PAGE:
Posted by Chris Cooksey on Apr 23, 2017

    The Beginning of the Journey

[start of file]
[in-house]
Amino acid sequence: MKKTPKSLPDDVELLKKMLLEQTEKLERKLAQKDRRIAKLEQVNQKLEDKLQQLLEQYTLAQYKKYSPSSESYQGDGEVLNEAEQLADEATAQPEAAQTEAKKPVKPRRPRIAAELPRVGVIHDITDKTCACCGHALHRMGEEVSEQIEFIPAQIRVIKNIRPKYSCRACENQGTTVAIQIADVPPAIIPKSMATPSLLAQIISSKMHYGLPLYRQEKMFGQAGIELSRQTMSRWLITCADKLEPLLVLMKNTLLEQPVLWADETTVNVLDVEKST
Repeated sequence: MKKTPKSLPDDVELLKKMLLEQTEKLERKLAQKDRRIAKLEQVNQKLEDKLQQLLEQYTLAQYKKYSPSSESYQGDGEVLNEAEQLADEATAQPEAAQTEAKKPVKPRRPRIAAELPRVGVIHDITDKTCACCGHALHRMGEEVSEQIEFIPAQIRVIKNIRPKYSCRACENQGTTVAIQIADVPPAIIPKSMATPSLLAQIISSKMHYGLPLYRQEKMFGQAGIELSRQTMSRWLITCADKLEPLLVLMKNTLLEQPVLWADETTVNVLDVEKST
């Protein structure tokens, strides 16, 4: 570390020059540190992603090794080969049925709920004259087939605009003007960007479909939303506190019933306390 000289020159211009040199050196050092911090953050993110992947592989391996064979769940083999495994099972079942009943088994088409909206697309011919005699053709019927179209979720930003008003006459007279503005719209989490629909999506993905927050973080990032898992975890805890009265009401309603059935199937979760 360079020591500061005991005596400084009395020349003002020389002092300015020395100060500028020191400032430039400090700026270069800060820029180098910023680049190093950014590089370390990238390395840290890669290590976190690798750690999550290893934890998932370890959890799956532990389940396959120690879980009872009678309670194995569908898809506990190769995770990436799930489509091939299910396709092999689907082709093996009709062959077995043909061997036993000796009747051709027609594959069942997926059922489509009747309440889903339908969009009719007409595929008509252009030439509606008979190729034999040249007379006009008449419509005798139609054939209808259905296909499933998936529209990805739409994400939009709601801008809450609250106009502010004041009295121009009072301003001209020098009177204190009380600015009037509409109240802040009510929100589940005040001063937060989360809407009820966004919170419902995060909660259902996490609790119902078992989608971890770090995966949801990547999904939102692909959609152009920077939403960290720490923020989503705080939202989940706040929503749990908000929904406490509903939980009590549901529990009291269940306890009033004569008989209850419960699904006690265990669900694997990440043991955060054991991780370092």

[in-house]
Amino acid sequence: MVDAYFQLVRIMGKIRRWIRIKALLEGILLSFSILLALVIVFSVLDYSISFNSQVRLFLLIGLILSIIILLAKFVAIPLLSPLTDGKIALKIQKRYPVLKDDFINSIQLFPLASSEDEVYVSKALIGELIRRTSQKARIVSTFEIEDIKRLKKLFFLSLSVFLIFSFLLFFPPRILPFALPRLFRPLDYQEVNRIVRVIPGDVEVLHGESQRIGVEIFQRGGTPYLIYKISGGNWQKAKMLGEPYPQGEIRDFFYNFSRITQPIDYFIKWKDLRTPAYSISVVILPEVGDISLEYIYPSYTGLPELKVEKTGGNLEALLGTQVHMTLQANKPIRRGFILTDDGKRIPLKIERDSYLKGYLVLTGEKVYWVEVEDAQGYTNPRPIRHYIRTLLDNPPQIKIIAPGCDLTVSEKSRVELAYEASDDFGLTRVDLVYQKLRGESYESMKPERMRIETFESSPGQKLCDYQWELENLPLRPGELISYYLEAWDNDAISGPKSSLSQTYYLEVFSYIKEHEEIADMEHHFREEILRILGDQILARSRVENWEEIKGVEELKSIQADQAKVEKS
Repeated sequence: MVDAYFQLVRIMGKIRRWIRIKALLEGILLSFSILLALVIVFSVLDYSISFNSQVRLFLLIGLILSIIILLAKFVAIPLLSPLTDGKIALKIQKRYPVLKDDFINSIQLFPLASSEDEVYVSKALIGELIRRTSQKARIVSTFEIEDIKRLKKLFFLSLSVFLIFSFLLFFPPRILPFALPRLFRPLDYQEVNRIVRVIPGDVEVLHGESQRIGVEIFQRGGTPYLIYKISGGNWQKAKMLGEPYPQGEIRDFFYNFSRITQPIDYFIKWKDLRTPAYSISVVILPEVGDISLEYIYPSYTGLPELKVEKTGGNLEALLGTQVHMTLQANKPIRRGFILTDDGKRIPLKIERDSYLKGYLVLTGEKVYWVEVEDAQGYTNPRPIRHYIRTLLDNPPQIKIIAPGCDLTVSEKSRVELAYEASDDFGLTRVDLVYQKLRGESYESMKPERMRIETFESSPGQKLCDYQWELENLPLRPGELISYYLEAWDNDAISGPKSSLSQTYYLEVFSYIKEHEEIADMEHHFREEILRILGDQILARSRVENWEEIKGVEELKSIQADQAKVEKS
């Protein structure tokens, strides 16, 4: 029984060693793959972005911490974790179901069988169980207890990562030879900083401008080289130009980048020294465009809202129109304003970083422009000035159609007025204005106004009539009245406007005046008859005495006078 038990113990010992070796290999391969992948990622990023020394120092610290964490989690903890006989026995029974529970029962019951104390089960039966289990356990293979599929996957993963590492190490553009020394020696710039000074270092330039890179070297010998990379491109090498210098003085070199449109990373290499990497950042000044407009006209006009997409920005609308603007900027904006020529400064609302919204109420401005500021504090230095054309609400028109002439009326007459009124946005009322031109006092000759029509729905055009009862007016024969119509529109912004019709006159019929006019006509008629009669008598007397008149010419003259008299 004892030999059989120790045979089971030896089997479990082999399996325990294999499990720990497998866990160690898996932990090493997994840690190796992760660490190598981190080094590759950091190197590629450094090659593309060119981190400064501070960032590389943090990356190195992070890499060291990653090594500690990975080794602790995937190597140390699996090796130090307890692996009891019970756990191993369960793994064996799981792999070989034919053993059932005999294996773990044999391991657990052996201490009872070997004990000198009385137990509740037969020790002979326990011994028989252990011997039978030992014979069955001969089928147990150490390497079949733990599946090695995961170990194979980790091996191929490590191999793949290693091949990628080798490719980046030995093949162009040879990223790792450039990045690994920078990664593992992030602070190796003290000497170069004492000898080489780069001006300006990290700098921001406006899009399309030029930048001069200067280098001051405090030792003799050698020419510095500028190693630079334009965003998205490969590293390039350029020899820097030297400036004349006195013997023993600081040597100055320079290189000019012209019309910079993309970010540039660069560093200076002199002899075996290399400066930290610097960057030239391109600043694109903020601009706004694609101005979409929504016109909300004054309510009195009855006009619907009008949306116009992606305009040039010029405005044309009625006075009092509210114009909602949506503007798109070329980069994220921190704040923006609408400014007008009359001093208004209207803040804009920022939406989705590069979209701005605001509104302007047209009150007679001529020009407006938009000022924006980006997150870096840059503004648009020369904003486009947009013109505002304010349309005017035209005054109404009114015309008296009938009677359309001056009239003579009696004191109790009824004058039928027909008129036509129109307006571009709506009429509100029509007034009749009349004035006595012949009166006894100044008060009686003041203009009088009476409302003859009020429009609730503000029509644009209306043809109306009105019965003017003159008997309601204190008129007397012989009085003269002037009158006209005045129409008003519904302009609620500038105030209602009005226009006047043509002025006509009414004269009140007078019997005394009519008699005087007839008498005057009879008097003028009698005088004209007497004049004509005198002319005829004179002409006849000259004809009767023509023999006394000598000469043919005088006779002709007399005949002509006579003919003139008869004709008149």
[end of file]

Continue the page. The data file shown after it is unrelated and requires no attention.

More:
I’M BACK! Hello ThumperTalk readers! My name is Scott Meshey. If you’re from the Motocross community there is a good chance you might know me through my blog series from Vurbmoto “Life with the Mesheys”, if not, please check my profile. Get to know me, and I hope you follow along with this blog series. For this entry, I’ll dish out some background and where I am headed right now, kicking off the start of the series. So let’s get to it! My blog series for Vurbmoto ran for 3 and a half years until their recent shutdown. The opportunity to share my experiences through Vurb and now on ThumperTalk is something I truly enjoy. This blog series will follow my progression, good, bad, and everything in between to the pro ranks, sharing my experiences and wisdom I gain along the way. Whether you ride the trails on the weekends, hit the back roads after work, are a serious racer, or a parent of a racer, I hope my experiences give insight not only to just Motocross racing, but I hope they give a unique perspective of the challenges behind the goggles. I want readers to enjoy reading my experiences, but I also want others that aspire to achieve the same goals as myself, particularly the youngsters of the sport, to learn from these blogs in their quest to be the best.  I’ve been riding since I was 4. I started competing at amateur Motocross nationals when I was about 9 or 10 years old, contending at the Loretta Lynn’s Amateur Motocross National 9 years in a row, the Winter National Olympics or “Mini O’s”, the RCSX at Daytona, the Lake Whitney Spring Championship, the Mill Creek Spring Classic, and the JS7 Freestone National Championship. I’ve ridden for several amateur teams, and had the privilege of working with some legends of the sport. In 2016, I jumped into the pro Arenacross series for a few rounds to get experience in the pro ranks. Unfortunately, my experience was cut short by unresolved health problems from a bad case of pneumonia in 2015.    Loretta Lynn’s 2015, Picture by Sarah Behrens Photography  This brings me to where I am today. After hitting the reset button and off the bike for a year, I’m back home in the motocross scene, eager to continue sharing my story and experiences with the dirt biking world, back to good health with amazing people behind me. I’ll be going to Loretta’s for my 10th year in the 250A and Open Pro Sport classes, and jumping into the pro Motocross series thereafter.  Come along for the ride and tap/click the follow button! I’ll see you at the races. Scott Meshey #141